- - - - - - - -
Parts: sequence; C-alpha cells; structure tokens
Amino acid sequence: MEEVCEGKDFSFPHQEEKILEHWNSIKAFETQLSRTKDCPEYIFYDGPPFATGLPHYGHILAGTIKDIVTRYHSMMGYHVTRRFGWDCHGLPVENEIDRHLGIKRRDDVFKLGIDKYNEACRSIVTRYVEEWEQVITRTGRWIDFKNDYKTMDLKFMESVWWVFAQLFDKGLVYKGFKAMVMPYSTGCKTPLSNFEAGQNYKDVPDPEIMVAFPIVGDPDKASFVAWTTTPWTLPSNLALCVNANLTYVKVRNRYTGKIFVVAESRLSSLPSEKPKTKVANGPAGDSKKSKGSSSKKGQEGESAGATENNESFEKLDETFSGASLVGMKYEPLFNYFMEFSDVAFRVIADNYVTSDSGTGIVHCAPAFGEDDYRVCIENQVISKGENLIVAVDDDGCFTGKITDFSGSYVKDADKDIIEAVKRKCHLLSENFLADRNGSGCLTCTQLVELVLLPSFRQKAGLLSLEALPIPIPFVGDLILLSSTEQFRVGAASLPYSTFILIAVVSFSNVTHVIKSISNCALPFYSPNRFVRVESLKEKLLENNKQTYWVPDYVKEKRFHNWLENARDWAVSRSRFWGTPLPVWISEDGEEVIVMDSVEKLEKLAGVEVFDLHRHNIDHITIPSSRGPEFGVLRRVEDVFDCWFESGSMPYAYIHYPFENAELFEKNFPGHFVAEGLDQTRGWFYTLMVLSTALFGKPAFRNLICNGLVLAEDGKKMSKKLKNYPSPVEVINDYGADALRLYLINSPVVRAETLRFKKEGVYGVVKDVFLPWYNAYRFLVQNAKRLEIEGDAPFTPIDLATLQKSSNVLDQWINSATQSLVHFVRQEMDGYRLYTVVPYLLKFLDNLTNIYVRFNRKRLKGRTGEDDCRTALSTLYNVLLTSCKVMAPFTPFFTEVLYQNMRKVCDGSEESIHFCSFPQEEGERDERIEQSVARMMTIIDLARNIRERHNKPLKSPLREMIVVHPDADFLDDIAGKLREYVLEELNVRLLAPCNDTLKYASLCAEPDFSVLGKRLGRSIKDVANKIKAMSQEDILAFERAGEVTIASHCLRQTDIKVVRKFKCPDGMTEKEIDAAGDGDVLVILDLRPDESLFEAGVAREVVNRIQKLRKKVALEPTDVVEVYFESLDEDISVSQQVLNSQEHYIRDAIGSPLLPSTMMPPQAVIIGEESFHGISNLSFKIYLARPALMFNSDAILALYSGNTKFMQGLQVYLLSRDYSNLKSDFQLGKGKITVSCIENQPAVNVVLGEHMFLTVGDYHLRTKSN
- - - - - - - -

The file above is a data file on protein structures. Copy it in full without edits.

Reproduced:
Parts: sequence; C-alpha cells; structure tokens
Amino acid sequence: MEEVCEGKDFSFPHQEEKILEHWNSIKAFETQLSRTKDCPEYIFYDGPPFATGLPHYGHILAGTIKDIVTRYHSMMGYHVTRRFGWDCHGLPVENEIDRHLGIKRRDDVFKLGIDKYNEACRSIVTRYVEEWEQVITRTGRWIDFKNDYKTMDLKFMESVWWVFAQLFDKGLVYKGFKAMVMPYSTGCKTPLSNFEAGQNYKDVPDPEIMVAFPIVGDPDKASFVAWTTTPWTLPSNLALCVNANLTYVKVRNRYTGKIFVVAESRLSSLPSEKPKTKVANGPAGDSKKSKGSSSKKGQEGESAGATENNESFEKLDETFSGASLVGMKYEPLFNYFMEFSDVAFRVIADNYVTSDSGTGIVHCAPAFGEDDYRVCIENQVISKGENLIVAVDDDGCFTGKITDFSGSYVKDADKDIIEAVKRKCHLLSENFLADRNGSGCLTCTQLVELVLLPSFRQKAGLLSLEALPIPIPFVGDLILLSSTEQFRVGAASLPYSTFILIAVVSFSNVTHVIKSISNCALPFYSPNRFVRVESLKEKLLENNKQTYWVPDYVKEKRFHNWLENARDWAVSRSRFWGTPLPVWISEDGEEVIVMDSVEKLEKLAGVEVFDLHRHNIDHITIPSSRGPEFGVLRRVEDVFDCWFESGSMPYAYIHYPFENAELFEKNFPGHFVAEGLDQTRGWFYTLMVLSTALFGKPAFRNLICNGLVLAEDGKKMSKKLKNYPSPVEVINDYGADALRLYLINSPVVRAETLRFKKEGVYGVVKDVFLPWYNAYRFLVQNAKRLEIEGDAPFTPIDLATLQKSSNVLDQWINSATQSLVHFVRQEMDGYRLYTVVPYLLKFLDNLTNIYVRFNRKRLKGRTGEDDCRTALSTLYNVLLTSCKVMAPFTPFFTEVLYQNMRKVCDGSEESIHFCSFPQEEGERDERIEQSVARMMTIIDLARNIRERHNKPLKSPLREMIVVHPDADFLDDIAGKLREYVLEELNVRLLAPCNDTLKYASLCAEPDFSVLGKRLGRSIKDVANKIKAMSQEDILAFERAGEVTIASHCLRQTDIKVVRKFKCPDGMTEKEIDAAGDGDVLVILDLRPDESLFEAGVAREVVNRIQKLRKKVALEPTDVVEVYFESLDEDISVSQQVLNSQEHYIRDAIGSPLLPSTMMPPQAVIIGEESFHGISNLSFKIYLARPALMFNSDAILALYSGNTKFMQGLQVYLLSRDYSNLKSDFQLGKGKITVSCIENQPAVNVVLGEHMFLTVGDYHLRTKSN